Ramadan, the Month of Mercyÿ

Ali Hussein

ÿAll perfect praise be to Allah, the Lord of the Worlds. I bear witness that there is none worthy of worship except Allah, and that Muhammad is His slave and Messenger. We ask Allah to exalt his mention as well as that of his family and all his companions.ÿ

What is Ramadan? As far as language is concerned, Ramadan is known as the Month of Mercy. The first 10 days bring mercy, the second 10 bring forgiveness, and the last save one from the Hell Fire. It is believed that during Ramadan, the first revelation of the Qur’an, the Muslim holy book, was sent down to the Prophet Mohammed, peace and blessing be upon him, on the Night of Decree. Ramadan comes with great blessings, grace, mercy and tranquility, and good deeds in it are multiplied. During Ramadan, Muslims are likely to sin less and make true repentance.ÿ

Ramadan is the fourth pillar of Islam during which adult Muslims fast from dawn until sunset. In Ramadan, fasting is abstaining from specific things, at certain times, for certain reasons. The Prophet (peace and blessing be upon him) said: “Whoever fasts the month of Ramadan with faith (believing that it is an obligation due to Allah) and seeking the reward from Allah, his previous sins will be forgiven.” Muslims must make a sincere intention to fast on the night of the previous day. As stated by a Fatwa Team supervised by Dr. Abdulla Al-Faqeeh, “for the fasting to be valid, one has to intend it at the night that precedes the day to be fasted regardless of whether the fasting is continuous like Ramadan, or on a daily basis like making up missed days.” The place of the intention is the heart, so there is no need to utter it.ÿ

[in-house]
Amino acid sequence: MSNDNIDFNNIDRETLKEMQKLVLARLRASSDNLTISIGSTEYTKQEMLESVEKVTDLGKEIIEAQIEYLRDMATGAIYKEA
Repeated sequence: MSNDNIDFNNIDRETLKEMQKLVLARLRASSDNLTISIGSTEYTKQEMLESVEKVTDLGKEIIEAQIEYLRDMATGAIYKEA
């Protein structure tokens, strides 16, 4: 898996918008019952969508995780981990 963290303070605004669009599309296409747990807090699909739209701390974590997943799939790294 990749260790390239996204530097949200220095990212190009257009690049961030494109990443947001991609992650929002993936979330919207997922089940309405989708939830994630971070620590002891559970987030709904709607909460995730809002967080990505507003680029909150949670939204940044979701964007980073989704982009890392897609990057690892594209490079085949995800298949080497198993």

ÿMuslims who intend to fast are strongly recommended to eat a meal called Sahoor before dawn. Food, drink, smoking and sex are prohibited during fasting. If, by accident, one drinks or eats, one should stop at the moment of consciousness and continue fasting. The sick and pregnant or breastfeeding are exempted. However, they can make up for their missed days of fasting anytime after Ramadan is complete before the next Ramadan begins.ÿ

ÿHaving such high prestige in the life of Muslims, Ramadan is not only a month of fasting and worship, it is also an excellent opportunity that teaches us to be patient, considerate, self-disciplined and, most importantly, to remember the grace Allah bestowed on us. Thus, we are more inclined to experience what the less fortunate go through every day.

Behind every form of worship there is wisdom stated in the Qur’an or in the Sunna, the sayings of the Prophet. As slaves of Allah, we don’t always look for the wisdom behind every form of worship; instead, we willingly submit to the orders of Allah. Allah said in the Qur’an that the goal of fasting is to reach a high level of piousness. However, certain habits should be carefully followed to reach a high level of health. Eating and drinking moderately right after breaking the fast is necessary. The Messenger of Allah, peace and blessing be upon him, said, “No child of Adam has filled a receptacle worse than his or her stomach. It is sufficient for the child of Adam to eat a few morsels (of food) that set his or her backbone upright. If the child of Adam is under the pressure of his sole inclination (to eat more) he should allot a third (of his or her stomach) to the food, a third to the drink and a third to the breath.” This saying of the Prophet, peace and blessing be upon him, should not be applied in Ramadan only, but all year round. Whether in Kent State, or any other place, Ramadan always has a special taste.

May Allah bless all of us and guide us to the straight path, Amen!

Ali Hussein graduated from Kent State in the spring with an English degree.